An occasional series where I write about works inspired by Bram Stoker’s 1897 novel Dracula…
These reviews reveal plot twists.
Setting: The entire film takes place in and around Whitby – so we never see Castle Dracula nor go to London. It’s slightly later than the 1890s of the novel, evidenced by the presence of cars. Some sources claim it’s 1913.
Faithful to the novel? The script is based on the 1920s stage adaptation of Dracula and differs from the book in several key ways.
* As mentioned above, the action is limited to Whitby.
* The story begins with the wreck of the Demeter and the eponymous character’s arrival in Britain.
* Unlike in the novel, Count Dracula (Frank Langella) makes friends with the good guys before starting to seduce the women.
* The hero characters’ relationships have been jumbled around. Lucy (Kate Nelligan) is now the daughter of Dr Jack Seward (a fruity Donald Pleasence), rather than someone he wants to marry. Her other suitors from the book, Arthur and Quincey, have been dropped. And her role in the story has also been swapped with that of her friend Mina (Jan Francis), who now becomes Dracula’s first victim. In another break from the book, Mina is the daughter of Abraham Van Helsing (Laurence Olivier), who appears on the scene after she dies.
* Because of the Lucy/Mina switch, solicitor Jonathan Harker (an over-keen Trevor Eve) is now the boyfriend of Lucy. He also never goes to Transylvania, though is still dealing with the Count’s affairs.
* Local man Renfield (Tony Haygarth) is not an inmate at Seward’s sanatorium, as in the novel, but he still falls under Dracula’s thrall.
* The building the vampire has bought, meanwhile, is in Whitby not London – and is a Gothic castle rather than a townhouse.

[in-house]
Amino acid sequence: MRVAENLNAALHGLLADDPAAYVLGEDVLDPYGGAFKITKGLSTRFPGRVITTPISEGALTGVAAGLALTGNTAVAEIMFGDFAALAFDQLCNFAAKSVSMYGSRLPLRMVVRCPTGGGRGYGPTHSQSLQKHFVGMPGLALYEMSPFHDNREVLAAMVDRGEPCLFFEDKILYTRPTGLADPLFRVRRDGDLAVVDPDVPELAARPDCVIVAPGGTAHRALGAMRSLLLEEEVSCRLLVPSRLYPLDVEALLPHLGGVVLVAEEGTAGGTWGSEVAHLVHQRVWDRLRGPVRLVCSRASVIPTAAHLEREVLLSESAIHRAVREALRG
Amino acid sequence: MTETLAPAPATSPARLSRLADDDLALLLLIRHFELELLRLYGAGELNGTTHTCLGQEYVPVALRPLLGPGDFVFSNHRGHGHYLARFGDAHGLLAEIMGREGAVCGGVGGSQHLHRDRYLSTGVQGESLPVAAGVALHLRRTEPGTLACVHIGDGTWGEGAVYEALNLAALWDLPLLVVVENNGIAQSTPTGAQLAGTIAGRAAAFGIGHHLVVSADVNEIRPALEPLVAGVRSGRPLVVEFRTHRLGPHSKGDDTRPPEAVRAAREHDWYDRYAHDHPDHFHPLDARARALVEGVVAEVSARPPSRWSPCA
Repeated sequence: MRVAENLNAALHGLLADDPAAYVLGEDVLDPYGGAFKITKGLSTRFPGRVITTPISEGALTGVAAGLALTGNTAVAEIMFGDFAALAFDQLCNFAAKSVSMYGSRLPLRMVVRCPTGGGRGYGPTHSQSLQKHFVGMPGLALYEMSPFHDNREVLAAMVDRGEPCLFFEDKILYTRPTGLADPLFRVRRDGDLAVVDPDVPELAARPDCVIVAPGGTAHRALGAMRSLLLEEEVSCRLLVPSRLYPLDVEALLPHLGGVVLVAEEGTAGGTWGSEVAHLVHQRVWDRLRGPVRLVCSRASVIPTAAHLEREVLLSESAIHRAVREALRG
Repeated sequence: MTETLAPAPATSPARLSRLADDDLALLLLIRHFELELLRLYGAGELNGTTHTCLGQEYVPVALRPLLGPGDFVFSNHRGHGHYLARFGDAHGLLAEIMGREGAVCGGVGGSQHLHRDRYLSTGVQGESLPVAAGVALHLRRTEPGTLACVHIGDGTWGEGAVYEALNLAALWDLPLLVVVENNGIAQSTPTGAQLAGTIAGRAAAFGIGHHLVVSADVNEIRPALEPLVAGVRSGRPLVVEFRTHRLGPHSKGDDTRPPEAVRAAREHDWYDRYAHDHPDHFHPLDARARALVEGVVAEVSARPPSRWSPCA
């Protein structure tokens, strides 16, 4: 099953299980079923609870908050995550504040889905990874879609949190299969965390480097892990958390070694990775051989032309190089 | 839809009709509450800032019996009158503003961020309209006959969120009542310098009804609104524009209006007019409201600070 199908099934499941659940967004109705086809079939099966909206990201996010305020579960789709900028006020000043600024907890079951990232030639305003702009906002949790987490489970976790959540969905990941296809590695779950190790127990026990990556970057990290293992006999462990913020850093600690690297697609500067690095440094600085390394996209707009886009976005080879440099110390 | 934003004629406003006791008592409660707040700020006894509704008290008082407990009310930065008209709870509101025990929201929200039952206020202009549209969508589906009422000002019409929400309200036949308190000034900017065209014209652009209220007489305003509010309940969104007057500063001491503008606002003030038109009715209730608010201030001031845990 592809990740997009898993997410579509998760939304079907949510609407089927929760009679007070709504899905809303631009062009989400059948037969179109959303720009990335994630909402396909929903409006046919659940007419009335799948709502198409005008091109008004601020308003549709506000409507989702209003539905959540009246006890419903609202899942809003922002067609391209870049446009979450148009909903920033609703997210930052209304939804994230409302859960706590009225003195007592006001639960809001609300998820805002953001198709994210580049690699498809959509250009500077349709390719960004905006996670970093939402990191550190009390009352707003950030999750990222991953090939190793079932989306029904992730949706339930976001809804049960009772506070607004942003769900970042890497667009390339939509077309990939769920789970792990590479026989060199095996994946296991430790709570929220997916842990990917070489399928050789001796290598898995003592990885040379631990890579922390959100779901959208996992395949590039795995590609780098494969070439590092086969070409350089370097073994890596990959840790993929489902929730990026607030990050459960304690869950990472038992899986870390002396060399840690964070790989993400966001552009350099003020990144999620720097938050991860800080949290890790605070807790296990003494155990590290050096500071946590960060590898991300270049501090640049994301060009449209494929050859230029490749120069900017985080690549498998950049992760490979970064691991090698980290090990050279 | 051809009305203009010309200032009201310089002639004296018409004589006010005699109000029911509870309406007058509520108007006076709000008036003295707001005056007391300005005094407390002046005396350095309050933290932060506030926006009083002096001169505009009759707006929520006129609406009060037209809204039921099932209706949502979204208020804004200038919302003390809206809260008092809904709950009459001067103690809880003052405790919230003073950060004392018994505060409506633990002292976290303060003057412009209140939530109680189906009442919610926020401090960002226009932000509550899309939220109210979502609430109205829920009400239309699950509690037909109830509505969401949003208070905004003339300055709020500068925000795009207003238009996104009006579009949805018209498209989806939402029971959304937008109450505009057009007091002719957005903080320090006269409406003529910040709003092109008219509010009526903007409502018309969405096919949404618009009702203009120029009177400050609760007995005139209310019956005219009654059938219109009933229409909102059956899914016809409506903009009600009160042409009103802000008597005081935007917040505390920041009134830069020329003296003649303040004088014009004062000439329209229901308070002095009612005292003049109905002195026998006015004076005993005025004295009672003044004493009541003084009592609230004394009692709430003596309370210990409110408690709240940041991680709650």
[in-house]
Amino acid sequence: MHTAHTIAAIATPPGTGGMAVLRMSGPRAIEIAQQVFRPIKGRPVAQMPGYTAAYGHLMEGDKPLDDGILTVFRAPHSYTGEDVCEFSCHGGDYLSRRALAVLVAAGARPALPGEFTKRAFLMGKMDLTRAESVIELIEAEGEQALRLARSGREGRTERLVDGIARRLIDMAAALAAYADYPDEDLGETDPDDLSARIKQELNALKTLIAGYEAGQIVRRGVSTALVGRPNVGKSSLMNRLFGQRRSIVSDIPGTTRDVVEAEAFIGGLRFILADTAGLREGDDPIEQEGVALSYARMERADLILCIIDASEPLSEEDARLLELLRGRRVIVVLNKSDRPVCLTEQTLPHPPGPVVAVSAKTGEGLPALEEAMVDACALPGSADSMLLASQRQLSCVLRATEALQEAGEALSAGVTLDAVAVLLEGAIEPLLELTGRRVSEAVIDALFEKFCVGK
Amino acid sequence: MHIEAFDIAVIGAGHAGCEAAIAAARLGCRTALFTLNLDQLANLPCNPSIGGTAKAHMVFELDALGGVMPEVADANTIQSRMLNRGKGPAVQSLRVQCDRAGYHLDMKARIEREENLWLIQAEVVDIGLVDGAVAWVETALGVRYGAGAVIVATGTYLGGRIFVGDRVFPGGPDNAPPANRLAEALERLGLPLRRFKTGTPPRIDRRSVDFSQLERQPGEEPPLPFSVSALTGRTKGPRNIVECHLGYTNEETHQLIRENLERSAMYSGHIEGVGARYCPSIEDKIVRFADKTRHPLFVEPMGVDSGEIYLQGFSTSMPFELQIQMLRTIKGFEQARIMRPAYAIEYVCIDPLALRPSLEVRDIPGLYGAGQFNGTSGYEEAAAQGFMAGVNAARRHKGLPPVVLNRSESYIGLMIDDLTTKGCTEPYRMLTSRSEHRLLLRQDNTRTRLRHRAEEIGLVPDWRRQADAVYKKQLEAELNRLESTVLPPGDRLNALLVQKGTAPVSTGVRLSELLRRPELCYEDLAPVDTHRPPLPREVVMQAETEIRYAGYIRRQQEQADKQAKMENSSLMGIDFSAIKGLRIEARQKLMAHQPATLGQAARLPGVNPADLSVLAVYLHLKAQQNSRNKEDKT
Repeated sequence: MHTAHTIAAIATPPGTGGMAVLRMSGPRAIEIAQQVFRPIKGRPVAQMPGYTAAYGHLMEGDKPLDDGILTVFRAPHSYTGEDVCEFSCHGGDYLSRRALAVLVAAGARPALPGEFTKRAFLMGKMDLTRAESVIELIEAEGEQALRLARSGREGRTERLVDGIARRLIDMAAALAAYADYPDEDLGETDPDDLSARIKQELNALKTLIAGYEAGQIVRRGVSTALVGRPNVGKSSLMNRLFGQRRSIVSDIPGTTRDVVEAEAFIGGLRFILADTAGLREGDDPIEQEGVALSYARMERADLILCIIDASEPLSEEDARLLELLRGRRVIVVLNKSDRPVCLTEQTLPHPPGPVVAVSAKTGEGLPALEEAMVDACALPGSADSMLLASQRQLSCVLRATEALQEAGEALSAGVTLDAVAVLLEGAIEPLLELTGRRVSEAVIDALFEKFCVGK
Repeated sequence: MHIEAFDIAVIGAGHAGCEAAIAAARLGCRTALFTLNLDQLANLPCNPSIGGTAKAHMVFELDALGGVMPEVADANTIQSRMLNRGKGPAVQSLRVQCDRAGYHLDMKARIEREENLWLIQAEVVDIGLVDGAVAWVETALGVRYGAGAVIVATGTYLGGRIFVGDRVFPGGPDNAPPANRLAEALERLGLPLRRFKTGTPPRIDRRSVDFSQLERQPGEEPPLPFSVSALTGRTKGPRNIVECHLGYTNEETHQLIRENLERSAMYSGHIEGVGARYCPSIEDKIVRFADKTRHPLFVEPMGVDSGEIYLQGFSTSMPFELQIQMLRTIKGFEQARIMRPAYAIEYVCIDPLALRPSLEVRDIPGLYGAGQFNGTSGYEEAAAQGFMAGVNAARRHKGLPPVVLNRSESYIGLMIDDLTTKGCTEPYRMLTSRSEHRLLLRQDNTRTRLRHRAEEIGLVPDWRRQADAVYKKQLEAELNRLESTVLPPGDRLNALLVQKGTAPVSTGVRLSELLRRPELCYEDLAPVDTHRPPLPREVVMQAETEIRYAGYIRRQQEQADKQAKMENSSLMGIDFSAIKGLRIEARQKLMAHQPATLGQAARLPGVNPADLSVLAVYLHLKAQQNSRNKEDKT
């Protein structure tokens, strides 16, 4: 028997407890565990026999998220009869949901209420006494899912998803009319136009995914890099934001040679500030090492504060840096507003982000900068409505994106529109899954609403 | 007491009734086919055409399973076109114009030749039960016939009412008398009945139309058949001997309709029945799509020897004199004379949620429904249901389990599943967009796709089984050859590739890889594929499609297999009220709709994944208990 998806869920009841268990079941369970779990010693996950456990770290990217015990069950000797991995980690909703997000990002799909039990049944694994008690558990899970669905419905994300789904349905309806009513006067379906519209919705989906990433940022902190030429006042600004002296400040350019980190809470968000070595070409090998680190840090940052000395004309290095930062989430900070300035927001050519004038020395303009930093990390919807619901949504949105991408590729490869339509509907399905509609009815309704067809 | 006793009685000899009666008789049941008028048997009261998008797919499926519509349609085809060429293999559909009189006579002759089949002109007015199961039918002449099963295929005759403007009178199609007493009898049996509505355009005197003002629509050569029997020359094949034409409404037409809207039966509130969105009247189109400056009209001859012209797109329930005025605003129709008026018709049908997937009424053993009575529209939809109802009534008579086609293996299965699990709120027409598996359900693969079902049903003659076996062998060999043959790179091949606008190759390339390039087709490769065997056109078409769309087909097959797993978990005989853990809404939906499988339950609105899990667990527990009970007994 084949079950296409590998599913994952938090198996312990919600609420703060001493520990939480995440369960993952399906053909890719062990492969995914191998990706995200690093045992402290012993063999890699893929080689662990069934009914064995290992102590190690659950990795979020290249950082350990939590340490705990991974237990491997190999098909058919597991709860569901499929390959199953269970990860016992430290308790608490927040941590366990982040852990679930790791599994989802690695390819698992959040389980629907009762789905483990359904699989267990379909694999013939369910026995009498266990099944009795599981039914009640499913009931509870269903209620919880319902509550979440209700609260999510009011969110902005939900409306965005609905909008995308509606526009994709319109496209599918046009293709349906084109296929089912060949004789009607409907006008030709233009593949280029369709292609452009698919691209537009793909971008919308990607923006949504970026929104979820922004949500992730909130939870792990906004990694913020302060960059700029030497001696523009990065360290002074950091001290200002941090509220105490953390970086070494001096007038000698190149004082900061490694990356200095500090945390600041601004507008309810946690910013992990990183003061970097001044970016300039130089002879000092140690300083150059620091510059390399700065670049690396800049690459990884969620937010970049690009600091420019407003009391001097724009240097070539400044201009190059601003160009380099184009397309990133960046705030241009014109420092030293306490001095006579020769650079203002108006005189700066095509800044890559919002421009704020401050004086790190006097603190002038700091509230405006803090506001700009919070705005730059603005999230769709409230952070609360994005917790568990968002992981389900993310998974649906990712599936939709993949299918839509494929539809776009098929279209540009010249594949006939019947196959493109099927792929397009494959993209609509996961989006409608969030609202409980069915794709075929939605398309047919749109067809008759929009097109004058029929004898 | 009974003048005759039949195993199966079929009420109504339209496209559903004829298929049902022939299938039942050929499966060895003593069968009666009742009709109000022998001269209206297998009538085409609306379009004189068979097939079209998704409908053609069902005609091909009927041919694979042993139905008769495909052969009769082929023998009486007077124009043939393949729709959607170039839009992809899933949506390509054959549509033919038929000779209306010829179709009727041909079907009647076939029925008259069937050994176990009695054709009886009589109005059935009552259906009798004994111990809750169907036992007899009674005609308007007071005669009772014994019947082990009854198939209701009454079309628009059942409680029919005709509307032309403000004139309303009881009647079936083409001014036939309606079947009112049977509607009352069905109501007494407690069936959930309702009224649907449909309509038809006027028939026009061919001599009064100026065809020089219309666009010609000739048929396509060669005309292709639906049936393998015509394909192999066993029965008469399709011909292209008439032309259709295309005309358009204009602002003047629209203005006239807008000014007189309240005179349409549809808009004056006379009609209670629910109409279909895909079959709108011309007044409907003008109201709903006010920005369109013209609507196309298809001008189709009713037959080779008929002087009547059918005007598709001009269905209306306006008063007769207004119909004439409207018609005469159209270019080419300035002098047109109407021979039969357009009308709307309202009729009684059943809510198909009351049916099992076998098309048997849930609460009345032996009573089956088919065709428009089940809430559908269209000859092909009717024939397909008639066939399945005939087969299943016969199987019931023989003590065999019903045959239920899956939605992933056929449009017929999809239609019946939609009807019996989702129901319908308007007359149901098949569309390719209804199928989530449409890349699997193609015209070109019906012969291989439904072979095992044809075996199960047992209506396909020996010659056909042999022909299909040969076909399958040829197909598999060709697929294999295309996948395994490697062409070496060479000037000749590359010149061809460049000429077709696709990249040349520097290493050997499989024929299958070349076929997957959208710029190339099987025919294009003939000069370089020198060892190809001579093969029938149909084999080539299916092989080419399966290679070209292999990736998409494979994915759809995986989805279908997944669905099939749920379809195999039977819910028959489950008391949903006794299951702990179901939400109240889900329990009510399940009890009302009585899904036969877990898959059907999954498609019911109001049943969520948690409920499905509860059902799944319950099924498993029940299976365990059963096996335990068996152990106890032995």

Best performance: Frank Langella had been playing Dracula in a Broadway revival of the stage play since October 1977. Whether trading cool repartee over dinner or climbing down the side of a building, the Count exudes charm and authority. He wears a cape but uses a neutral accent and, at the insistence of Langella, never flashes any fangs.
Best bit: Well, it’s certainly not the bit where Mina can’t breathe after her sexual encounter with Dracula. What does medical expert Dr Seward do? He slaps her round the face and shouts the word ‘Breathe’ a few times. Not too surprisingly, she then dies. More positively, the sight of the undead Mina is a creepy bit of make-up.
Review: There’s some great staging in this film. The sets are very impressive, while the wreck of the Demeter on a beach is achieved via a full-size ship on a real location. There’s also a good attempt to beef up the gothic-romance side of the story, especially in the subplot of Lucy’s fascination with Dracula. (Their ‘sex scene’ is dramatised by trippy, music-video-like visuals put together by James Bond title-sequence designer Maurice Binder.) John Williams’s score is terrific too. But the whole enterprise has a very earnest tone. The cast – some good, some poor – are fighting against a lacklustre script and the cinematography is very cold with lots of drab, lifeless greys. (Although, perhaps I’m being unfair on that last point because the movie on DVD looks very different from its 1979 print. Director John Badham had wanted to shoot the film in black and white – partly as a homage to the 1931 Dracula – but was overruled by his bosses at Universal Pictures. So when it was released on Laserdisc in 1991, he took the opportunity to de-saturate the image, bringing it closer in line with his original vision. That’s the default version now, which is a shame.)
Six children of the night (what sad music they make) out of 10